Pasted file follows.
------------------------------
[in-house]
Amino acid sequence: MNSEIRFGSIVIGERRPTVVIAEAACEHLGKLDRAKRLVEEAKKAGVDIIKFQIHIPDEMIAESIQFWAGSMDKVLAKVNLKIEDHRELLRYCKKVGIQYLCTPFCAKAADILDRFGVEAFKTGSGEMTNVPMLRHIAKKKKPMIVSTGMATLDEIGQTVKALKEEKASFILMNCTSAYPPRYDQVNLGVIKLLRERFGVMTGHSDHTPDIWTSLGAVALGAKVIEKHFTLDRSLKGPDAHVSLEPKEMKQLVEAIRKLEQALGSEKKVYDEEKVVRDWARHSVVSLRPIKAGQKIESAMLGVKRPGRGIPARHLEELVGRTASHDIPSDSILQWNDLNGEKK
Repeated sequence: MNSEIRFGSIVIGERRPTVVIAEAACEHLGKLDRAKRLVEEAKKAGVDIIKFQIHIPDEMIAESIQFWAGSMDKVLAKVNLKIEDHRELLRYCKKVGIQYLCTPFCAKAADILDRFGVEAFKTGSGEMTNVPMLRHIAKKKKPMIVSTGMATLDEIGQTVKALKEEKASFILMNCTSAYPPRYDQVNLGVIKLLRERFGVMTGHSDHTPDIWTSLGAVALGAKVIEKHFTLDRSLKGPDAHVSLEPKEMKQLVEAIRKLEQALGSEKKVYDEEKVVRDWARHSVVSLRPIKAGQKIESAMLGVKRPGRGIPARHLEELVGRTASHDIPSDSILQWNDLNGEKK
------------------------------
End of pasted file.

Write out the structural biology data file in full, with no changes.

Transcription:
[in-house]
Amino acid sequence: MNSEIRFGSIVIGERRPTVVIAEAACEHLGKLDRAKRLVEEAKKAGVDIIKFQIHIPDEMIAESIQFWAGSMDKVLAKVNLKIEDHRELLRYCKKVGIQYLCTPFCAKAADILDRFGVEAFKTGSGEMTNVPMLRHIAKKKKPMIVSTGMATLDEIGQTVKALKEEKASFILMNCTSAYPPRYDQVNLGVIKLLRERFGVMTGHSDHTPDIWTSLGAVALGAKVIEKHFTLDRSLKGPDAHVSLEPKEMKQLVEAIRKLEQALGSEKKVYDEEKVVRDWARHSVVSLRPIKAGQKIESAMLGVKRPGRGIPARHLEELVGRTASHDIPSDSILQWNDLNGEKK
Repeated sequence: MNSEIRFGSIVIGERRPTVVIAEAACEHLGKLDRAKRLVEEAKKAGVDIIKFQIHIPDEMIAESIQFWAGSMDKVLAKVNLKIEDHRELLRYCKKVGIQYLCTPFCAKAADILDRFGVEAFKTGSGEMTNVPMLRHIAKKKKPMIVSTGMATLDEIGQTVKALKEEKASFILMNCTSAYPPRYDQVNLGVIKLLRERFGVMTGHSDHTPDIWTSLGAVALGAKVIEKHFTLDRSLKGPDAHVSLEPKEMKQLVEAIRKLEQALGSEKKVYDEEKVVRDWARHSVVSLRPIKAGQKIESAMLGVKRPGRGIPARHLEELVGRTASHDIPSDSILQWNDLNGEKK